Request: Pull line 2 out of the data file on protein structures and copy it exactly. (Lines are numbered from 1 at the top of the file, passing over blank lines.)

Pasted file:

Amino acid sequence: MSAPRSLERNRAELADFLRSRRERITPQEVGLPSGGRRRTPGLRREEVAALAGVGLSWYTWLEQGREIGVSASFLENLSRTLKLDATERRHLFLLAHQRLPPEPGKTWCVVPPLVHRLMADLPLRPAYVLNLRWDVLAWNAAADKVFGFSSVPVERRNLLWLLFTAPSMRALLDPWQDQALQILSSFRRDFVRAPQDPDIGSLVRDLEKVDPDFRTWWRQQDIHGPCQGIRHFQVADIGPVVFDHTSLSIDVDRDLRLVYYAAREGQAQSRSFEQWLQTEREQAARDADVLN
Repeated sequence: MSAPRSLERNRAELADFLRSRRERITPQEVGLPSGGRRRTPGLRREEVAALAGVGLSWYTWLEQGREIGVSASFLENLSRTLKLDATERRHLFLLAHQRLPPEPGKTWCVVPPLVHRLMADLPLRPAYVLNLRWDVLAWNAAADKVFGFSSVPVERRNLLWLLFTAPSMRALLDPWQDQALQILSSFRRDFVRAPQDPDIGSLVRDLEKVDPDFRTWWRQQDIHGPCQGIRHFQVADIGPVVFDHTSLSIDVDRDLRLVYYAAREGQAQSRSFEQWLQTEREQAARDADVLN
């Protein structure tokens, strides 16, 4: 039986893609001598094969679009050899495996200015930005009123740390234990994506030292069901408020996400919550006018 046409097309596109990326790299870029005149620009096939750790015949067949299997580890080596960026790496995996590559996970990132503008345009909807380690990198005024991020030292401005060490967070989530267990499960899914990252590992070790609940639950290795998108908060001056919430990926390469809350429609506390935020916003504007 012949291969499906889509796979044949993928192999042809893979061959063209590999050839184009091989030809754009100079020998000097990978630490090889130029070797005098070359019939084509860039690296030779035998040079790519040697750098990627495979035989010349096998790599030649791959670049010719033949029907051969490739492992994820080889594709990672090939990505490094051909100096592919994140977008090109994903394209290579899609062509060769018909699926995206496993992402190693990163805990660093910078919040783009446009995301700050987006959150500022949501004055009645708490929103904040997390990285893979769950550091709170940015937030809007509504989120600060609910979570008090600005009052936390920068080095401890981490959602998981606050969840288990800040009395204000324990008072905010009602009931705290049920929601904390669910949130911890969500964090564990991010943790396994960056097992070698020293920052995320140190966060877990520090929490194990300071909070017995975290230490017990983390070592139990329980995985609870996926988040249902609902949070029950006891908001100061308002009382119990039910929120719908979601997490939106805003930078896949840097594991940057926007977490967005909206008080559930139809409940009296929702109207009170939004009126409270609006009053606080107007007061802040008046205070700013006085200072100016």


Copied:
Repeated sequence: MSAPRSLERNRAELADFLRSRRERITPQEVGLPSGGRRRTPGLRREEVAALAGVGLSWYTWLEQGREIGVSASFLENLSRTLKLDATERRHLFLLAHQRLPPEPGKTWCVVPPLVHRLMADLPLRPAYVLNLRWDVLAWNAAADKVFGFSSVPVERRNLLWLLFTAPSMRALLDPWQDQALQILSSFRRDFVRAPQDPDIGSLVRDLEKVDPDFRTWWRQQDIHGPCQGIRHFQVADIGPVVFDHTSLSIDVDRDLRLVYYAAREGQAQSRSFEQWLQTEREQAARDADVLN